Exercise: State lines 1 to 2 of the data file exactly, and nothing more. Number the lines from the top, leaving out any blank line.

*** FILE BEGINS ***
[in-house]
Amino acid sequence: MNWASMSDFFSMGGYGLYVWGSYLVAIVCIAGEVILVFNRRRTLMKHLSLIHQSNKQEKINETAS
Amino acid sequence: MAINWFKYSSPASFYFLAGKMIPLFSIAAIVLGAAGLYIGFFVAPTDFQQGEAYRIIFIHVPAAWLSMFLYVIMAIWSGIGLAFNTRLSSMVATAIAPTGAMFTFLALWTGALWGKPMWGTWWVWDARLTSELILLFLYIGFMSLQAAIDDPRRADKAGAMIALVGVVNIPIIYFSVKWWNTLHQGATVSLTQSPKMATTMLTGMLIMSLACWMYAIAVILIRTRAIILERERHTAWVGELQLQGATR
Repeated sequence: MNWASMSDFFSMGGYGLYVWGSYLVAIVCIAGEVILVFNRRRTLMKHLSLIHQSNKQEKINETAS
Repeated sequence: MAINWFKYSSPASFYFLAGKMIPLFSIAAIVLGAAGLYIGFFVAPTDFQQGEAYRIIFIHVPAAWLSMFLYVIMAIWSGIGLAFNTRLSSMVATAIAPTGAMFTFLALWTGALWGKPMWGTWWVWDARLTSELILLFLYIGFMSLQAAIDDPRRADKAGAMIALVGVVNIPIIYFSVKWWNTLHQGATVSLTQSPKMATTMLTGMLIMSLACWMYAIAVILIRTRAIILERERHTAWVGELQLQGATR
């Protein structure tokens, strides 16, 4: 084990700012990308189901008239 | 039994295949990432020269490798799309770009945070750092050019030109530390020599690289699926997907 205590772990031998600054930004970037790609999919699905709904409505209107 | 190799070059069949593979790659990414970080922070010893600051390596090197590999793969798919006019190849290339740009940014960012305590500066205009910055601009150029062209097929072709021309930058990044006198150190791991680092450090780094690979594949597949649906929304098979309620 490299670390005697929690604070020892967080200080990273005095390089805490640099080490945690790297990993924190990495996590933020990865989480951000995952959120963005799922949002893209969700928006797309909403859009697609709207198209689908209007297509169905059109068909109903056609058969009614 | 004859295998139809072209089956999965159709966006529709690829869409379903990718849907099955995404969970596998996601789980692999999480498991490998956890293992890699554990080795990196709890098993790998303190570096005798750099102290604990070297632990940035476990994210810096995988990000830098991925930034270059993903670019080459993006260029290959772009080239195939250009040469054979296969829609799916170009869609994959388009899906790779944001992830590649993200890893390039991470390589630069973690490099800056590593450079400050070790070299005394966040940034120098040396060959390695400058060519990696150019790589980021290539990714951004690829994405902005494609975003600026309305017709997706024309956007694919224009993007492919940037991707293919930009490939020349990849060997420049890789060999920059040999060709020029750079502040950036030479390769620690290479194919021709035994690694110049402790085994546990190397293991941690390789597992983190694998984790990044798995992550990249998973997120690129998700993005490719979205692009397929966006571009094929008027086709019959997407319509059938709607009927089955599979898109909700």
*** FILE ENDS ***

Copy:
[in-house]
Amino acid sequence: MNWASMSDFFSMGGYGLYVWGSYLVAIVCIAGEVILVFNRRRTLMKHLSLIHQSNKQEKINETAS